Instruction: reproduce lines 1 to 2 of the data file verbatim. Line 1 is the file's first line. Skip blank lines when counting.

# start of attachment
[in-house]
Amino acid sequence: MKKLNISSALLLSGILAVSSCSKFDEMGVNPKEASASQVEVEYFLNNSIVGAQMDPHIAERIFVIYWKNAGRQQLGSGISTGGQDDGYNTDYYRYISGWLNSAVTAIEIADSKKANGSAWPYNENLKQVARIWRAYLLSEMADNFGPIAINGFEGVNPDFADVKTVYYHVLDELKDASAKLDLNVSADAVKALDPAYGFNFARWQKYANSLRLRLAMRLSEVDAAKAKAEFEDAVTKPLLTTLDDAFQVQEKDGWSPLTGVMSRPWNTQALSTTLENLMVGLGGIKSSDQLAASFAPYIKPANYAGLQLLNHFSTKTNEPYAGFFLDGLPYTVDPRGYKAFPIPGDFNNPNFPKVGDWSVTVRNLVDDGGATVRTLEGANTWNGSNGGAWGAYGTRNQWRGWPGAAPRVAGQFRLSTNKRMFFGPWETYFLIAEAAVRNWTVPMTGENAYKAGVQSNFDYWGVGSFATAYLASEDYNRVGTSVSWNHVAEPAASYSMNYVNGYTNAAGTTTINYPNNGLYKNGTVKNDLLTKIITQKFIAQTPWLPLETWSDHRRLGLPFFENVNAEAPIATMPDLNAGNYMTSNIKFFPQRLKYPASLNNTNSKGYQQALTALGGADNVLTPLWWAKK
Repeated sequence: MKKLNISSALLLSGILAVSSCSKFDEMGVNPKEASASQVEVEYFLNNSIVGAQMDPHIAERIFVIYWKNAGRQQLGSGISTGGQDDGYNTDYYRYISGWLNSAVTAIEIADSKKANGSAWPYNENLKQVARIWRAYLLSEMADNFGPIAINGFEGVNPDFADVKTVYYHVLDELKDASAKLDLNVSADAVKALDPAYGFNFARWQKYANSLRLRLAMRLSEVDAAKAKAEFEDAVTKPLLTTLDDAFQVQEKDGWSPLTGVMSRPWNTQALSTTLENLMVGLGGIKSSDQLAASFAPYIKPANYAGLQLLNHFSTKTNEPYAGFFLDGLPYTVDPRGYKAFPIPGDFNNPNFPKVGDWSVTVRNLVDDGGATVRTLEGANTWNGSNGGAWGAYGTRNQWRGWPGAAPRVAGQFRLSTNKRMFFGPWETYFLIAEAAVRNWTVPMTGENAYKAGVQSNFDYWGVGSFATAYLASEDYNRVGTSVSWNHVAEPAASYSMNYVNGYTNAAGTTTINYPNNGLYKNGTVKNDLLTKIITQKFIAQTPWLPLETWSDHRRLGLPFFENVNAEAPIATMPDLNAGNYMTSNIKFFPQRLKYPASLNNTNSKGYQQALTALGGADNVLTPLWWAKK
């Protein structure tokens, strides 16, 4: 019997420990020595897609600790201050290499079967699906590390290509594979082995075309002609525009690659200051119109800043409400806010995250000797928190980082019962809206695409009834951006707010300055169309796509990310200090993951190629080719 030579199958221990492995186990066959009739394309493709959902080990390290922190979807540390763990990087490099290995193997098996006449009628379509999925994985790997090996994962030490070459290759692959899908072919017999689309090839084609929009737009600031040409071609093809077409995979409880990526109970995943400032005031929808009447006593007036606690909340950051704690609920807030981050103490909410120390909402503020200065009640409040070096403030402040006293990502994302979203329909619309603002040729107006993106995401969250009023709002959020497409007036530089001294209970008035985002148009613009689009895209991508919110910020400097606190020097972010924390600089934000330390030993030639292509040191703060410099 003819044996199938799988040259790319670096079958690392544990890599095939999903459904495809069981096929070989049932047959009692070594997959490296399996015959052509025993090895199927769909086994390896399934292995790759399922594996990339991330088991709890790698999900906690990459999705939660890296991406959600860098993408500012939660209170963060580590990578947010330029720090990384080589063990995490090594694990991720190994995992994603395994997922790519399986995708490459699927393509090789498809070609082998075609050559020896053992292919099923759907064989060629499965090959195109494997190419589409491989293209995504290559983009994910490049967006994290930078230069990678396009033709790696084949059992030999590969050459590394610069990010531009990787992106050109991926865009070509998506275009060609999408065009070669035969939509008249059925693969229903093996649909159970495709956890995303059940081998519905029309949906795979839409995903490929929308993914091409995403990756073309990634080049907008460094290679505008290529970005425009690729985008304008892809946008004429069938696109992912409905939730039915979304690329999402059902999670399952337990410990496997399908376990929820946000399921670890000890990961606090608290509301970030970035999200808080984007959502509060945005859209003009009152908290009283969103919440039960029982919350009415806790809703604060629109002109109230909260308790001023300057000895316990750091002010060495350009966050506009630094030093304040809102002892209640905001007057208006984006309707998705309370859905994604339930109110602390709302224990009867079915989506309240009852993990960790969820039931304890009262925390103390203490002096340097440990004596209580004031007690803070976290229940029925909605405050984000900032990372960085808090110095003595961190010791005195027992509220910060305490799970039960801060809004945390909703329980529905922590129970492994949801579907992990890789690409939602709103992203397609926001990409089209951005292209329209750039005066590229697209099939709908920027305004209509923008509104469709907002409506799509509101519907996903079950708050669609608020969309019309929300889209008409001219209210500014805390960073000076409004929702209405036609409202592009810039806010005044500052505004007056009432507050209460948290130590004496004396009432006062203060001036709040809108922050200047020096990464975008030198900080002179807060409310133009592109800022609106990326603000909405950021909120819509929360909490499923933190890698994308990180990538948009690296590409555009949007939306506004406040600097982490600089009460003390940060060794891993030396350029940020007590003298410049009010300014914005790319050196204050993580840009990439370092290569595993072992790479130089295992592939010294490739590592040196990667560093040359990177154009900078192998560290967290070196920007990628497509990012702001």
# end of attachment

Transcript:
[in-house]
Amino acid sequence: MKKLNISSALLLSGILAVSSCSKFDEMGVNPKEASASQVEVEYFLNNSIVGAQMDPHIAERIFVIYWKNAGRQQLGSGISTGGQDDGYNTDYYRYISGWLNSAVTAIEIADSKKANGSAWPYNENLKQVARIWRAYLLSEMADNFGPIAINGFEGVNPDFADVKTVYYHVLDELKDASAKLDLNVSADAVKALDPAYGFNFARWQKYANSLRLRLAMRLSEVDAAKAKAEFEDAVTKPLLTTLDDAFQVQEKDGWSPLTGVMSRPWNTQALSTTLENLMVGLGGIKSSDQLAASFAPYIKPANYAGLQLLNHFSTKTNEPYAGFFLDGLPYTVDPRGYKAFPIPGDFNNPNFPKVGDWSVTVRNLVDDGGATVRTLEGANTWNGSNGGAWGAYGTRNQWRGWPGAAPRVAGQFRLSTNKRMFFGPWETYFLIAEAAVRNWTVPMTGENAYKAGVQSNFDYWGVGSFATAYLASEDYNRVGTSVSWNHVAEPAASYSMNYVNGYTNAAGTTTINYPNNGLYKNGTVKNDLLTKIITQKFIAQTPWLPLETWSDHRRLGLPFFENVNAEAPIATMPDLNAGNYMTSNIKFFPQRLKYPASLNNTNSKGYQQALTALGGADNVLTPLWWAKK